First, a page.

Egypts Bishops Cautiously Welcome President
Egyptian President Mohammed Morsi is flanked by high-ranking military personnel as he address soldiers at a checkpoint in El-Arish 10 Aug. An Egyptian Catholic spokesman gave a cautious welcome to Morsis mid-August reshuffling of the military. (photo: CNS/Egyptian Presidency handout via Reuters)
17 Aug 2012 by Michael Gunn
ANTAKYA, Turkey (CNS) — A spokesman for
Egypts bishops gave a cautious welcome to President
Mohammed Morsis reshuffling of top military officials.
Father Rafic Grieche, spokesman for the Egyptian
bishops conference, told Catholic News Service that
Morsis decisions were positive in the sense of politics, but we have to see how he uses these new powers.
In his first month of office, we still havent seen anything positive. He did not implement any law that
would please Christians, said Father Grieche, referring to long-standing demands to reform laws regarding personal status and the right to build churches.
After President Hosni Mubarak was ousted in
February 2011, an Egyptian military council assumed
broad powers, and Morsi was not the militarys favored
candidate in presidential elections earlier this year.
On Aug. 12, Morsi deposed two top generals and
canceled a constitutional decree issued by the military that had stripped the presidency of much of its powers — just before he took office June 30. Morsi replaced that decree with one that gave him broad legislative and executive powers and seemingly brought an end to the militarys 60year dominance of Egyptian politics.
In the time of Mubarakm we couldnt say
Christians were fully protected, said Father Grieche. He said that since the revolution began Jan. 25, 2011, there have been several incidents between Copts and the military.
Christians were not very happy with the army,
either, he said.
Many Egyptian Christians blame the military for
the killing of more than 25 Christian protesters in front of Cairos state TV headquarters last October.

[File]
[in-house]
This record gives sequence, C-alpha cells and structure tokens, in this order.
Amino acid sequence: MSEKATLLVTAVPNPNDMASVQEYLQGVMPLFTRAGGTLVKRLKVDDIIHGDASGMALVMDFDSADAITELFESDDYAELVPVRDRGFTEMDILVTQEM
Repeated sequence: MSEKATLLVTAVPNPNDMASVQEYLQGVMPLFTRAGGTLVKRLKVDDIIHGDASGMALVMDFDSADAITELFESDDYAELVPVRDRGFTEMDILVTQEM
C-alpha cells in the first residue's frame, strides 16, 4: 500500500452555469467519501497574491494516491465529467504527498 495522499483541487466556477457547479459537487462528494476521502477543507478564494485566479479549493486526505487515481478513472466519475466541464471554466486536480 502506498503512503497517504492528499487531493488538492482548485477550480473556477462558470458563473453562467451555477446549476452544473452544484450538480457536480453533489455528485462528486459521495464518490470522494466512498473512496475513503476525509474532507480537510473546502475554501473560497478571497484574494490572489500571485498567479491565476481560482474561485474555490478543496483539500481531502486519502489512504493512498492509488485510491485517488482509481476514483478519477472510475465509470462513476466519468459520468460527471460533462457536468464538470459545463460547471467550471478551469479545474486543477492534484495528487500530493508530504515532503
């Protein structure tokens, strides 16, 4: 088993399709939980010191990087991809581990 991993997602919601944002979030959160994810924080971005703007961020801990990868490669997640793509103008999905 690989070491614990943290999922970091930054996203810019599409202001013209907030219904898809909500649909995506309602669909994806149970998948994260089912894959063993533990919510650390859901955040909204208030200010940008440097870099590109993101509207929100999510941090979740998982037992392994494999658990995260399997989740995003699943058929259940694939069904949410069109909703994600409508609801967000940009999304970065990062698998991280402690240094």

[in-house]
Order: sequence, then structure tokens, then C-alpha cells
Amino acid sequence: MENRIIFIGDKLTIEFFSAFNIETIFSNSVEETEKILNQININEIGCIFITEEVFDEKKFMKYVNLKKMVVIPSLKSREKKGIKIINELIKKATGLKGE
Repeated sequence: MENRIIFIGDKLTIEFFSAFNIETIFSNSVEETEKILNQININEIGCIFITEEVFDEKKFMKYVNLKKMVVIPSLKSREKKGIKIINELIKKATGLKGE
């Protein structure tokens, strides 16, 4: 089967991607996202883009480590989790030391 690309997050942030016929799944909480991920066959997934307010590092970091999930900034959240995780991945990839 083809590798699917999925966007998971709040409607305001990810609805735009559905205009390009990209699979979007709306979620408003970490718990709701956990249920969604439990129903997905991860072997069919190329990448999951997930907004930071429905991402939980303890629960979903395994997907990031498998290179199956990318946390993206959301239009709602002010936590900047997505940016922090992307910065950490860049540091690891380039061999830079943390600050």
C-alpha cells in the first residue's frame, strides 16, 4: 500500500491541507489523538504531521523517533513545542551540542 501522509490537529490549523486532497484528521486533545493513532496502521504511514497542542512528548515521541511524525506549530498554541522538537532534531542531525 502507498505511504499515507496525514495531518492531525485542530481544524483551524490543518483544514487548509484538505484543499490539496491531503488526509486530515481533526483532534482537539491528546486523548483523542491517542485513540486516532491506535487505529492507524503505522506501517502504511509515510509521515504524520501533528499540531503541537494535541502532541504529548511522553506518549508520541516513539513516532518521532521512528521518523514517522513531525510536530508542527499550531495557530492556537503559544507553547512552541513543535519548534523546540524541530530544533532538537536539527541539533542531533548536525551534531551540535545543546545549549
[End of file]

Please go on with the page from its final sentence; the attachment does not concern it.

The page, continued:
Father Grieche said Morsis mid-August changes
made little difference to worshippers at his Melkite
Catholic Church of St. Cyril in the upscale Cairo
neighborhood of Heliopolis. The parishioners already
were worried by the political gains of Islamist politicians
they are convinced have long-term plans to transform
The priest said many parishioners were anxious,
and several with the means to do so were moving to places
like the Netherlands or the United States.
Youssef Sidhom, editor of Christian weekly
newspaper Watani, admitted that there were serious
concerns about Morsis changes but added that the
situation was more nuanced.
The grave scenario (some believe) is that Morsi
dealt a blow to the military in order to try and adopt his
Islamist agenda, Sidhom told Catholic New Service.
But the presidents retention of two key military
leaders as advisers and his choice of replacements did not
suggest a drastic change in terms of the makeup of the military, Sidhom added.
Giving a civilian president full powers was
remedying a sick situation. It was a step in Egypts favor toward democracy, Sidhom said.
It is true that in the absence of parliament, Morsi has more powers than he had, but this also means he may be forced to speed up elections. We might see these in
three months if he is sensible and avoids further legal
clashes, Sidhom added.
Tags: Egypt Middle East Christians Arab Spring Egypt's Bishops President Mohammed Morsi